Canada currently holds a cooperation agreement with SKAO, giving its researchers access to the project, but is set to complete the process to attain full membership in the coming months.
Full membership will give Canadian astronomers a 6 per cent use-share of the observatory, access to a next-generation radio astronomy facility and support the establishment of a domestic regional centre.
Once fully constructed, by 2029, SKAO will operate 2 telescopes in Australia and South Africa to enable new discoveries about the universe, the fundamental laws of physics and the prospects for life on other planets.
The European Commission’s acting director general for research Signe Ratso is in Japan this week for talks on enhancing R&I cooperation between the EU and Japan.
Talks of Japan’s potential association to the EU’s €95.5 billion Horizon Europe research programme have been going on for a while, after the two officially began exploring the possibility in May, but there has been no breakthrough since.
Maria Cristina Russo, the Commission’s director for global research cooperation, highlighted renewable energy, digital technologies, soil research and automated driving as areas for potential cooperation.
A new EU roadmap published this week calls for a comprehensive approach to developing and adopting circular technologies in the textile, construction and energy-intensive industries.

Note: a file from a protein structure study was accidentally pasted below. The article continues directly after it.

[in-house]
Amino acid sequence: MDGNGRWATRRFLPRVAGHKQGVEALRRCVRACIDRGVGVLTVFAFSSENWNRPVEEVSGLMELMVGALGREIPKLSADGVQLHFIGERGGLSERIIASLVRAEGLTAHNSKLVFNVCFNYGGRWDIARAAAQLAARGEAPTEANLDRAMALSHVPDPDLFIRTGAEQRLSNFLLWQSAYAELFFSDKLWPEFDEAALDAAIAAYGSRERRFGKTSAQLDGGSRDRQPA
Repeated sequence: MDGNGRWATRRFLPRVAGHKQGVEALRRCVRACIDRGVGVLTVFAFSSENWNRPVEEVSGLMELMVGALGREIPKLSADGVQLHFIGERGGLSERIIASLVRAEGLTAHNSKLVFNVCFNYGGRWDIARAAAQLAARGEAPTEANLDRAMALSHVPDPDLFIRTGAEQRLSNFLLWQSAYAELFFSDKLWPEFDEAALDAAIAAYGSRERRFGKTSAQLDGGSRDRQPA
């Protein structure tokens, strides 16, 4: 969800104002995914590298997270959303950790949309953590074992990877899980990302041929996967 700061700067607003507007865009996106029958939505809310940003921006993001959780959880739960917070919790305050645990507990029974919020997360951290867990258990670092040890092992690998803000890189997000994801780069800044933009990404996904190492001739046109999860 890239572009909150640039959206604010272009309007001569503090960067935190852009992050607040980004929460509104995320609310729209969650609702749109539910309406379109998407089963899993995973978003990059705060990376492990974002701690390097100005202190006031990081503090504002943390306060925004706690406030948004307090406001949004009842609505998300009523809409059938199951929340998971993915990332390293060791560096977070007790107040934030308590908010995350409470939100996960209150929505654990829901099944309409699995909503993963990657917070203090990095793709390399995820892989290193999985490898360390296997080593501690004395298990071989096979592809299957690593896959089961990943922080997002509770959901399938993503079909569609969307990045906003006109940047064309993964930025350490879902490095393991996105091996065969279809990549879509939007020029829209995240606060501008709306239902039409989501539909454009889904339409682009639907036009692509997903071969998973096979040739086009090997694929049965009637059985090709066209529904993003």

The report lays out the needs for circular technologies, innovation and business models in the three industries, looking to reducing pressure on natural resources in the bloc and help the EU achieve climate neutrality by 2050.
Today, the EU is home to a third of companies worldwide active in circular economy technologies compared to a fifth in the US and only 4.4% in China.
The European Marine Observation and Data Network (EMODnet) has launched a service integrating all of its data in one single portal.
The service will provide researchers, marine managers and policymakers access to reliable and accurate data across seven thematic areas.
More than 120 organisation involved with EMODnet have been working for over a decade to aggregate, process and provide access to marine data from various sources.
The one stop shop will aid the EU in delivering its Horizon Europe Mission to restore the bloc’s oceans and waters by 2030.
The European Parliament’s industry, research and energy (ITRE) today voted through its draft position on the EU’s plans to secure its own supply of semiconductors, in the face of global competition.